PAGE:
I hate it when reporters write stories about how hedge funds are under performing the stock market. Most of these funds are not benched against the stock market, and the fact that their returns are lower than the more volatile stock market only matters to rich dentists who chase the hot asset of the month.

But I do think it is a big deal when these hedge funds lose money. These hedge fund managers are supposed to be the smart ones. Under performing the S&P 500 is one thing – having a negative return is quite another.

Therefore I found the details from a recent WSJ article quite interesting:

Some of the biggest investors on Wall Street are losing money with wrong-way bets in markets around the globe, a surprising black eye amid a rise in stock and bond prices. Hedge-fund managers including Paul Tudor Jones, Louis Bacon and Alan Howard are among those who have misread broad economic and financial trends. Some have lost money as Japanese stocks fell, while others have been upended by the surprising resilience of U.S. bonds. An unusual period of calm has exacerbated problems for many trading strategies dependent on volatile markets. The losses by these so-called macro investors are contributing to a trading slowdown hurting the largest investment banks. The flagship fund at $15 billion Moore Capital Management LP, led by star investor Mr. Bacon, was down 5% this year through the end of May, the firm has told clients. Mr. Jones’s flagship fund at $13 billion Tudor Investment Corp. is down 4.4% this year, according to a person familiar with the firm. Funds operated by Mr. Howard’s Brevan Howard Asset Management LLP, Fortress Investment Group FIG –1.95% LLC, Caxton Associates LP, Discovery Capital Management LLC and Balestra Capital Ltd. also have posted losses, according to people familiar with their performance. Kyle Bass’s $2 billion Hayman Capital Management LP has lost money on wagers against some European countries, as well as a bet on further weakening of the Japanese yen, people familiar with the firm say. The Dallas-based firm’s main fund suffered its steepest two-month drop in five years at the start of the year and fell more than 6% in the first quarter, these people say.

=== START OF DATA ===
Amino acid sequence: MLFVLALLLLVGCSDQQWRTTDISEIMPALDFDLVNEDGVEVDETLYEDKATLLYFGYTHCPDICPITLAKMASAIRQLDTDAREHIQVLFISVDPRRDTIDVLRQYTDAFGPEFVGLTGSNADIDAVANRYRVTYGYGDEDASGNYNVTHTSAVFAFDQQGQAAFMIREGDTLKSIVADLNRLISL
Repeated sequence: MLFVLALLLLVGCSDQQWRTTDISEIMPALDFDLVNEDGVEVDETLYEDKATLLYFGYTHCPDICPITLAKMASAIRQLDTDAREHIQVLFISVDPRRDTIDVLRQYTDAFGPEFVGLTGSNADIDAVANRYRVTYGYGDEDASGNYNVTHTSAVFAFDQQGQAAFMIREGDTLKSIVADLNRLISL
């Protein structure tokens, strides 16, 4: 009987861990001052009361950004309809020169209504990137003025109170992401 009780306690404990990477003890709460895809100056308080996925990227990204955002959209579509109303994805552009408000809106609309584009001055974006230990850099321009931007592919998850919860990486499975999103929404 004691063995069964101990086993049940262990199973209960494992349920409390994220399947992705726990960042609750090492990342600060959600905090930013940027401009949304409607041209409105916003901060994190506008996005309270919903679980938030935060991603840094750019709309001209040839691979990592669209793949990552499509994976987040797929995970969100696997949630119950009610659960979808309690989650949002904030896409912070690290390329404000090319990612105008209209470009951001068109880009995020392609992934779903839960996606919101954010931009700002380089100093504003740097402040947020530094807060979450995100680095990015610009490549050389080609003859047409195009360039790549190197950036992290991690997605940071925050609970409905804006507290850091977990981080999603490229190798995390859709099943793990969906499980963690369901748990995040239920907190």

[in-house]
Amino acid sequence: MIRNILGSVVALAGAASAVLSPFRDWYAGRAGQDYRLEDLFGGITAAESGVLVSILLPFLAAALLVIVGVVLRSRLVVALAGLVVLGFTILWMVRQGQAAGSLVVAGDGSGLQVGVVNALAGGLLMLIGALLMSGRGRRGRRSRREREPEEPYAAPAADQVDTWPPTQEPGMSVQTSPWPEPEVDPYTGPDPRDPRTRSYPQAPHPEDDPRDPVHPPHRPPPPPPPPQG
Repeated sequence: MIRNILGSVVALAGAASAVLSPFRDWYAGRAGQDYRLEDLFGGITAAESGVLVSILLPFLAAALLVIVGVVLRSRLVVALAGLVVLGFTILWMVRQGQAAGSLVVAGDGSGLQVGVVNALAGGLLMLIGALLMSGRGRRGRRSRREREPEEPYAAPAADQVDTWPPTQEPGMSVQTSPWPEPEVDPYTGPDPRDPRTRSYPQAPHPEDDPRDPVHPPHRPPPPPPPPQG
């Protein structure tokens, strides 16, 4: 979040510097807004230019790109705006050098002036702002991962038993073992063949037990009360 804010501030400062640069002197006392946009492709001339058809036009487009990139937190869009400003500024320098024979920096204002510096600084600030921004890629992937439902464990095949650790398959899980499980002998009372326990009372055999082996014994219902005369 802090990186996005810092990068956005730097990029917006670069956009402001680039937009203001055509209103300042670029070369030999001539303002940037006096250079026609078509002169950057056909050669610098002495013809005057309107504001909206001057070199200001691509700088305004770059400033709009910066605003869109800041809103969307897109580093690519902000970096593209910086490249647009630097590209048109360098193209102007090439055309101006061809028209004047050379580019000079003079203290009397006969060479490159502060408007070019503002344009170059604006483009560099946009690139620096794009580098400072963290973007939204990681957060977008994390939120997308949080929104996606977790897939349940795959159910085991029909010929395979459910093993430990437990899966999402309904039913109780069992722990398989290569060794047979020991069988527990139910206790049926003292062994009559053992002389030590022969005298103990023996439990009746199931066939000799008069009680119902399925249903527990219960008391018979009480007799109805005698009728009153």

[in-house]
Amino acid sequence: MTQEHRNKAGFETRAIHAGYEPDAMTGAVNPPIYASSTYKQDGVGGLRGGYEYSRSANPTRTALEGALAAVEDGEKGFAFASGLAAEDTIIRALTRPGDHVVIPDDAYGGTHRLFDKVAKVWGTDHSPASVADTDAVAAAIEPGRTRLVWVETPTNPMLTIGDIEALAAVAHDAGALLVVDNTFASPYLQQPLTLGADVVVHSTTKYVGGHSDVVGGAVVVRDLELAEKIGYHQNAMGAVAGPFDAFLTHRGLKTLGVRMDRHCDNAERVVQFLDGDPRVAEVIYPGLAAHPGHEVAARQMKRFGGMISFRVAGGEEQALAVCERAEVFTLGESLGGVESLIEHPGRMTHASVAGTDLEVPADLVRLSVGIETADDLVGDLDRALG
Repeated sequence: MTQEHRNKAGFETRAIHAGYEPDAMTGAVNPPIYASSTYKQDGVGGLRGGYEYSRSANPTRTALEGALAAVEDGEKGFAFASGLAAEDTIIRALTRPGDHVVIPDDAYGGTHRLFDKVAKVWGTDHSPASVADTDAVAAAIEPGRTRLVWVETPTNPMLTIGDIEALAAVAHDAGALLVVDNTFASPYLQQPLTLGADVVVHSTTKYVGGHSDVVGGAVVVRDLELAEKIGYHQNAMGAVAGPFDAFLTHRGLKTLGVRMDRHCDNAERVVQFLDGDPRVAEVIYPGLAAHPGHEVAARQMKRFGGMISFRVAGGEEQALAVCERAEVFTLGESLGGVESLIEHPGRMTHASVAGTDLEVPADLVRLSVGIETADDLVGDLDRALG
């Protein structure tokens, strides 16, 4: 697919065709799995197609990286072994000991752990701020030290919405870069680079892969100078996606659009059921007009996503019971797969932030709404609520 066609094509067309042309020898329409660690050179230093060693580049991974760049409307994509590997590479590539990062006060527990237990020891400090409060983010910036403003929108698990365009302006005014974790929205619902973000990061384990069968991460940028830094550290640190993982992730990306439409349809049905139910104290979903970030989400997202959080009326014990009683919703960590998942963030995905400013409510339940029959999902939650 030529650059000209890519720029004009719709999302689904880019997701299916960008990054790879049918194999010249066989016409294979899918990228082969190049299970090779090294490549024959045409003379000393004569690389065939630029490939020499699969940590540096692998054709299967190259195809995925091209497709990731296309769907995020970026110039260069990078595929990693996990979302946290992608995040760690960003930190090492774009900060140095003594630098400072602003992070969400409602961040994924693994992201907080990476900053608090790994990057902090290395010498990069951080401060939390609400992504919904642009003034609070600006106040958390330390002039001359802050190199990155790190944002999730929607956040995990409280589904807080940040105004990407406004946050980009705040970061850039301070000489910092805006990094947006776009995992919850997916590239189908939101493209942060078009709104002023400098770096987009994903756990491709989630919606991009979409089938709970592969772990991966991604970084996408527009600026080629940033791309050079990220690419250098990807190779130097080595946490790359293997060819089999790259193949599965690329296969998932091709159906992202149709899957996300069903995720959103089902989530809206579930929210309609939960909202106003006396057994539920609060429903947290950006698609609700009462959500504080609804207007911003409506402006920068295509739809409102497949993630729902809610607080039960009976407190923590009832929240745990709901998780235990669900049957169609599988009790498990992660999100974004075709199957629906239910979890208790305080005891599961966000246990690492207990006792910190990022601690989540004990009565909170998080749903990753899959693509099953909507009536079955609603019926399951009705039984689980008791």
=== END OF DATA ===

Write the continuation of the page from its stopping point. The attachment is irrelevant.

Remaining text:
These are some big names getting destroyed. Down five or six percent in a quarter doesn’t sound like a lot for a day trader in his underwear flipping stocks in his basement, but for these hedge funds, it is a disaster. These funds are sold as absolute return vehicles. They aren’t supposed to hit it out of the park with 50% or 100% type returns, but neither are they supposed to lose. You give up the big win for the certainty of little wins.

I have long argued that these hedge funds are the new consensus. There are simply too many of them chasing too little alpha. To make matters worse, they even create their own mini bubbles in a twisted game of hot potato.

Therefore it does not surprise me one iota that these hedge funds are finding it difficult to generate positive returns. Without a big theme like the 2013 Japanese Yen slump to line everyone’s pockets, there are not enough good trades for them to all make money. So they are sit around in a circle shooting at the target in the middle.

I continue to use them as a contrary indicator. Even though their pedigrees are much more impressive than mine, I find that their calls only lose you money.

Let’s have a look at the recent market moving David Tepper comments:

http://themacrotourist.com/images/Azure/TepperJun1614.pngS&P 500 Index over the last month</a> </div></p>